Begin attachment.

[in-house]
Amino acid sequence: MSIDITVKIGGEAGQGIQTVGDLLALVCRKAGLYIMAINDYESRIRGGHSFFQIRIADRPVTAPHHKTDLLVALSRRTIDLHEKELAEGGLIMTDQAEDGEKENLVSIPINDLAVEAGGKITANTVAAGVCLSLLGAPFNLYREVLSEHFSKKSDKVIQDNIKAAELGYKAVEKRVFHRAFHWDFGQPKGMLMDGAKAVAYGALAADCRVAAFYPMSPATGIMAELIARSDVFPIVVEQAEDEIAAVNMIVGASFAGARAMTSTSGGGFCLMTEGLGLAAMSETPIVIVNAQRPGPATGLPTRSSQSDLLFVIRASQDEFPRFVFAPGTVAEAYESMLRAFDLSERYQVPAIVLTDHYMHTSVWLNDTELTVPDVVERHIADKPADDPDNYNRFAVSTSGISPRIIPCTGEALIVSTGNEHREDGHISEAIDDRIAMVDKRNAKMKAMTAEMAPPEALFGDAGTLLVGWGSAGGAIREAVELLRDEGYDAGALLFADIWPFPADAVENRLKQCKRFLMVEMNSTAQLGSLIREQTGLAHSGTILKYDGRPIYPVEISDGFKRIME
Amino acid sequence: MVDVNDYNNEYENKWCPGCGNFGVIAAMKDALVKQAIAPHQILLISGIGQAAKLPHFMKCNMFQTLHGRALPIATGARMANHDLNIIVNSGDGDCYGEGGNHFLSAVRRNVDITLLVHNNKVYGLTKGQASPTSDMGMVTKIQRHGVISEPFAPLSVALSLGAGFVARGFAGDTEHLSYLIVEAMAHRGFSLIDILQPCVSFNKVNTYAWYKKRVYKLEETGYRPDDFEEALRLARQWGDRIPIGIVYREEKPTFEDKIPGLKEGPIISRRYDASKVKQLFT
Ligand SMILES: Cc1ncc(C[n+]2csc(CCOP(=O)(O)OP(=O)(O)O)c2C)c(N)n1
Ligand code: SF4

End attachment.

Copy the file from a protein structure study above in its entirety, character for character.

[in-house]
Amino acid sequence: MSIDITVKIGGEAGQGIQTVGDLLALVCRKAGLYIMAINDYESRIRGGHSFFQIRIADRPVTAPHHKTDLLVALSRRTIDLHEKELAEGGLIMTDQAEDGEKENLVSIPINDLAVEAGGKITANTVAAGVCLSLLGAPFNLYREVLSEHFSKKSDKVIQDNIKAAELGYKAVEKRVFHRAFHWDFGQPKGMLMDGAKAVAYGALAADCRVAAFYPMSPATGIMAELIARSDVFPIVVEQAEDEIAAVNMIVGASFAGARAMTSTSGGGFCLMTEGLGLAAMSETPIVIVNAQRPGPATGLPTRSSQSDLLFVIRASQDEFPRFVFAPGTVAEAYESMLRAFDLSERYQVPAIVLTDHYMHTSVWLNDTELTVPDVVERHIADKPADDPDNYNRFAVSTSGISPRIIPCTGEALIVSTGNEHREDGHISEAIDDRIAMVDKRNAKMKAMTAEMAPPEALFGDAGTLLVGWGSAGGAIREAVELLRDEGYDAGALLFADIWPFPADAVENRLKQCKRFLMVEMNSTAQLGSLIREQTGLAHSGTILKYDGRPIYPVEISDGFKRIME
Amino acid sequence: MVDVNDYNNEYENKWCPGCGNFGVIAAMKDALVKQAIAPHQILLISGIGQAAKLPHFMKCNMFQTLHGRALPIATGARMANHDLNIIVNSGDGDCYGEGGNHFLSAVRRNVDITLLVHNNKVYGLTKGQASPTSDMGMVTKIQRHGVISEPFAPLSVALSLGAGFVARGFAGDTEHLSYLIVEAMAHRGFSLIDILQPCVSFNKVNTYAWYKKRVYKLEETGYRPDDFEEALRLARQWGDRIPIGIVYREEKPTFEDKIPGLKEGPIISRRYDASKVKQLFT
Ligand SMILES: Cc1ncc(C[n+]2csc(CCOP(=O)(O)OP(=O)(O)O)c2C)c(N)n1
Ligand code: SF4